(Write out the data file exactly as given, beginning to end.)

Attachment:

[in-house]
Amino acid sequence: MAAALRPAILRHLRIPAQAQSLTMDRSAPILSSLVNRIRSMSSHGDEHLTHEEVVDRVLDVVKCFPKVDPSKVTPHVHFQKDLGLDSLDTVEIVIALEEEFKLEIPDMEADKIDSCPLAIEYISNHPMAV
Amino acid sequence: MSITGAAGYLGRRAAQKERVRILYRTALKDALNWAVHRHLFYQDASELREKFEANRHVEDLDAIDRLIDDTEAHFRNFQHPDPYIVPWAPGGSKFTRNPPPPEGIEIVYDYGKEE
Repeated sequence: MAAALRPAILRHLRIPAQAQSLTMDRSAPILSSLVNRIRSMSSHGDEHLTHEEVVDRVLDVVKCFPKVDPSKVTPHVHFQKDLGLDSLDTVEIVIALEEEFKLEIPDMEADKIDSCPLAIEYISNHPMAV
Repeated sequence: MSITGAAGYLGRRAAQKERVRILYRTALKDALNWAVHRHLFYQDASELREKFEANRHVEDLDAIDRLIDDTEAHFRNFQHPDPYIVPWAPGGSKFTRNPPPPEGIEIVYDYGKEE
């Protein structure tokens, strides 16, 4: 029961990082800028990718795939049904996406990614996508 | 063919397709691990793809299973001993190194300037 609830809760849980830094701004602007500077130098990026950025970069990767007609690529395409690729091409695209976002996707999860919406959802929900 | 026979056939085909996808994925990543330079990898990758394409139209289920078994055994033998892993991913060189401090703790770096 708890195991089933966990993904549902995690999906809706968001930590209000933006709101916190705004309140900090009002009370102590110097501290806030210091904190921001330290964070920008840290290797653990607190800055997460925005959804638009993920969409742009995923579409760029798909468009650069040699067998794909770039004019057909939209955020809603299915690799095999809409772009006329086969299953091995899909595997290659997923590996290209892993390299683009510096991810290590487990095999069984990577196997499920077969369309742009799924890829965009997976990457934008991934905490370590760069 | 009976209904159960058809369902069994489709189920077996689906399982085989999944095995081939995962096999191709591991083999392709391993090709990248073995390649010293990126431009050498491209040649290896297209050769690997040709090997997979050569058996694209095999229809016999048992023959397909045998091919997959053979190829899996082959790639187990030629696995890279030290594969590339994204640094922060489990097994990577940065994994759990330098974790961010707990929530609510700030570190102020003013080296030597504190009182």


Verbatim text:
[in-house]
Amino acid sequence: MAAALRPAILRHLRIPAQAQSLTMDRSAPILSSLVNRIRSMSSHGDEHLTHEEVVDRVLDVVKCFPKVDPSKVTPHVHFQKDLGLDSLDTVEIVIALEEEFKLEIPDMEADKIDSCPLAIEYISNHPMAV
Amino acid sequence: MSITGAAGYLGRRAAQKERVRILYRTALKDALNWAVHRHLFYQDASELREKFEANRHVEDLDAIDRLIDDTEAHFRNFQHPDPYIVPWAPGGSKFTRNPPPPEGIEIVYDYGKEE
Repeated sequence: MAAALRPAILRHLRIPAQAQSLTMDRSAPILSSLVNRIRSMSSHGDEHLTHEEVVDRVLDVVKCFPKVDPSKVTPHVHFQKDLGLDSLDTVEIVIALEEEFKLEIPDMEADKIDSCPLAIEYISNHPMAV
Repeated sequence: MSITGAAGYLGRRAAQKERVRILYRTALKDALNWAVHRHLFYQDASELREKFEANRHVEDLDAIDRLIDDTEAHFRNFQHPDPYIVPWAPGGSKFTRNPPPPEGIEIVYDYGKEE
């Protein structure tokens, strides 16, 4: 029961990082800028990718795939049904996406990614996508 | 063919397709691990793809299973001993190194300037 609830809760849980830094701004602007500077130098990026950025970069990767007609690529395409690729091409695209976002996707999860919406959802929900 | 026979056939085909996808994925990543330079990898990758394409139209289920078994055994033998892993991913060189401090703790770096 708890195991089933966990993904549902995690999906809706968001930590209000933006709101916190705004309140900090009002009370102590110097501290806030210091904190921001330290964070920008840290290797653990607190800055997460925005959804638009993920969409742009995923579409760029798909468009650069040699067998794909770039004019057909939209955020809603299915690799095999809409772009006329086969299953091995899909595997290659997923590996290209892993390299683009510096991810290590487990095999069984990577196997499920077969369309742009799924890829965009997976990457934008991934905490370590760069 | 009976209904159960058809369902069994489709189920077996689906399982085989999944095995081939995962096999191709591991083999392709391993090709990248073995390649010293990126431009050498491209040649290896297209050769690997040709090997997979050569058996694209095999229809016999048992023959397909045998091919997959053979190829899996082959790639187990030629696995890279030290594969590339994204640094922060489990097994990577940065994994759990330098974790961010707990929530609510700030570190102020003013080296030597504190009182």